Helping others grow is a quality shared by Hispanic Man and Woman of the Year

Published October 4 2018

TAMPA — The Hillsborough Hispanic Man and Woman of the Year are top administrators in local government who share a deep affection for the community they have helped shape during their careers.

Anthony 'Tony' Morejón, 60, Hispanic liaison with Hillsborough County, has spent years advocating for the local Hispanic labor force. Adriana ‘Adri’ M. Colina, 49, administrator with the city of Tampa's solid waste program, has served as a role model while working her way up through nearly three decades as a city employee.

The two will be honored by the Hispanic Heritage Committee of Tampa during a ceremony at 6:30 p.m. Oct. 13 at the Hilton Tampa Downtown hotel.

From his childhood in Manhattan and the Bronx, Morejon has been drawn to helping others. He lived with his maternal grandparents and uncles in a house where Spanish was spoken. He learned to read English at the Catholic elementary school he attended.

“In the school, there were very few Latinos," he said. "I remember a big-eared, skinny kid who came from Cuba and I was his interpreter."

His mother Rosa Rocío and father José emigrated from Cuba in 1956.

“Back then, my dad was her boyfriend and wanted to get married, but he gave her one condition: 'I marry you, but let's get out of here because something horrible is going to happen here."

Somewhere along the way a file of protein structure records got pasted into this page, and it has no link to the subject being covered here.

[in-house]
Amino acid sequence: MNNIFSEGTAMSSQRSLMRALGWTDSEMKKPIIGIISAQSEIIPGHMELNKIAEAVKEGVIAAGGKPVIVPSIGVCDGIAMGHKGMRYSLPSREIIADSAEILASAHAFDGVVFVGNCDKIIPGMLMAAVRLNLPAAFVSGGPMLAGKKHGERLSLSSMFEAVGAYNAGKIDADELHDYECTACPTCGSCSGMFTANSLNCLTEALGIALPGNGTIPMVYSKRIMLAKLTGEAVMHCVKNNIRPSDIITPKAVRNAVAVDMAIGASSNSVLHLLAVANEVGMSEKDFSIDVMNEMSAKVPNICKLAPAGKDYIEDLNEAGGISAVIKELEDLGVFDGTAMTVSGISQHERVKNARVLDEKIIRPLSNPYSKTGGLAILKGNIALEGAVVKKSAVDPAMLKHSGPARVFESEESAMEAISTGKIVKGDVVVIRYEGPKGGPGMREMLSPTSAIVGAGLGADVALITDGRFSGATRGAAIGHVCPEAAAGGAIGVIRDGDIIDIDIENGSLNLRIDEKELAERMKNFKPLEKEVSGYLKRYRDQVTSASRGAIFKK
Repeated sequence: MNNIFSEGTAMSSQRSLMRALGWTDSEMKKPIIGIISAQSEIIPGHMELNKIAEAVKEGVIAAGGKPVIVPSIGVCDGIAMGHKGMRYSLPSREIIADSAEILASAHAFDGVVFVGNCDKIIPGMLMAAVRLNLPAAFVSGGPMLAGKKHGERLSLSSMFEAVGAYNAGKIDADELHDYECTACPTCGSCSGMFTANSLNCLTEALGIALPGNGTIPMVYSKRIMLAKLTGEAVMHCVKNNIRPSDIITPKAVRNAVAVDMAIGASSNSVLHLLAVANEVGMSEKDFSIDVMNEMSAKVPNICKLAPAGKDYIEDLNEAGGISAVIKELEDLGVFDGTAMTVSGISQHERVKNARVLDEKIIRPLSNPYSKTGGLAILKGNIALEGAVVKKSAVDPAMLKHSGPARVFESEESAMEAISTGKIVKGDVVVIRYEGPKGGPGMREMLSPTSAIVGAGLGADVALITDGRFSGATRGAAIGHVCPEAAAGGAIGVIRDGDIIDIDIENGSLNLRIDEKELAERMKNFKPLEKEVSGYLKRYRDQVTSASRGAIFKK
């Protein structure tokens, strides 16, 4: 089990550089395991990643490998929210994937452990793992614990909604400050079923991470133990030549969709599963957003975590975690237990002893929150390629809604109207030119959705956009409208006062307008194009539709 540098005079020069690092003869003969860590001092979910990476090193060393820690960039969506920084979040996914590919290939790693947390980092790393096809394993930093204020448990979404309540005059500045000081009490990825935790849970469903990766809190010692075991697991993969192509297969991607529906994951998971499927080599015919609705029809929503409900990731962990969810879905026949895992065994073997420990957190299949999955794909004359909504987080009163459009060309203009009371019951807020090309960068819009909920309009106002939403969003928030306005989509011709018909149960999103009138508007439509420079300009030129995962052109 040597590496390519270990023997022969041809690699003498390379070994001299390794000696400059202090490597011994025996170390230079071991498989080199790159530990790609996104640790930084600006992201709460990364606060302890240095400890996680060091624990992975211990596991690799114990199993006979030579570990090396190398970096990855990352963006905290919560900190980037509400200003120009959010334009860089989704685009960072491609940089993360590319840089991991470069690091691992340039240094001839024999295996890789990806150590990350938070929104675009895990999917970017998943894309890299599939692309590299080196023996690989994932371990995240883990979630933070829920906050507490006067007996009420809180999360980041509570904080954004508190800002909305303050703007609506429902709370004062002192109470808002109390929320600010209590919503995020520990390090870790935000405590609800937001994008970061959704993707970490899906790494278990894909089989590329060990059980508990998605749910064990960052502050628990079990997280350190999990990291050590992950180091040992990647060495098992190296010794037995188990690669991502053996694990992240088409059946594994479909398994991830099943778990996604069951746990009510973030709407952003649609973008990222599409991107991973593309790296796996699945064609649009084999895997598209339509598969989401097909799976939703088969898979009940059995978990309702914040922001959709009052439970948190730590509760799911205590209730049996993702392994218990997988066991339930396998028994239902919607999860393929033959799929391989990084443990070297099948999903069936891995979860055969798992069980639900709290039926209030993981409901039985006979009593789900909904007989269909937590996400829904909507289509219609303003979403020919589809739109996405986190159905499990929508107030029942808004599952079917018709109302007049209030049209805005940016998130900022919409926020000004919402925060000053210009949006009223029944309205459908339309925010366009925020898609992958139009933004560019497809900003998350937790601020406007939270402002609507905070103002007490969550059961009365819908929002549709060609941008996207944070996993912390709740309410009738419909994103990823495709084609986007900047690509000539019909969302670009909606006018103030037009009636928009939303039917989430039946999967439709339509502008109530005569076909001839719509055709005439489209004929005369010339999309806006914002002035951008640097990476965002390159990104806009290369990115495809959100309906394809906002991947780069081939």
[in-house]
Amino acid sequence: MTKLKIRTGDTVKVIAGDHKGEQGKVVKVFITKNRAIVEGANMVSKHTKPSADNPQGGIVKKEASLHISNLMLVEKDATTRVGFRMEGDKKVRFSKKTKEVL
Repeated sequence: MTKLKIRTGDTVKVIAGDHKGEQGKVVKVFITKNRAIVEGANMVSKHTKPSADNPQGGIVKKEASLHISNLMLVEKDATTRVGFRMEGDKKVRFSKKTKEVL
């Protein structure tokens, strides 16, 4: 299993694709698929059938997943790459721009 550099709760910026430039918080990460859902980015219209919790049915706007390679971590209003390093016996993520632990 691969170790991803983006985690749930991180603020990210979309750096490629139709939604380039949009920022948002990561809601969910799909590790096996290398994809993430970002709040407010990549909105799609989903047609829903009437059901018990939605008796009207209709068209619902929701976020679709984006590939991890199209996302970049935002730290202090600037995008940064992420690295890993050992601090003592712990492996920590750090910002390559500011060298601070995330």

The family moved to Tampa in 1970 and Morejón attended Pearce Middle and Leto High schools.

“At that time there were few Hispanics," he said. "Look at it today. Incredible."

Hispanic enrollment at Leto in the Town N' Country area is now 76 percent.

Morejon studied psychology and graduated from the University of Tennessee Chattanooga before returning to Tampa and finding work with a food company. Later, he got a job as a social worker with the state and then the county.

In the mid-1980s, Hispanic co-workers suffering from discrimination and abuse would approach him there.

“Several people went to me because they were treated in other offices like animals," he said. "People knew that I was not going to give them anything, but I was going to treat them right.”

Morejón helped form a group called the Employee Hispanic Council. The council conducted a study that showed few Hispanics worked for the ciounty, they made less than other workers and had little chance of advancement.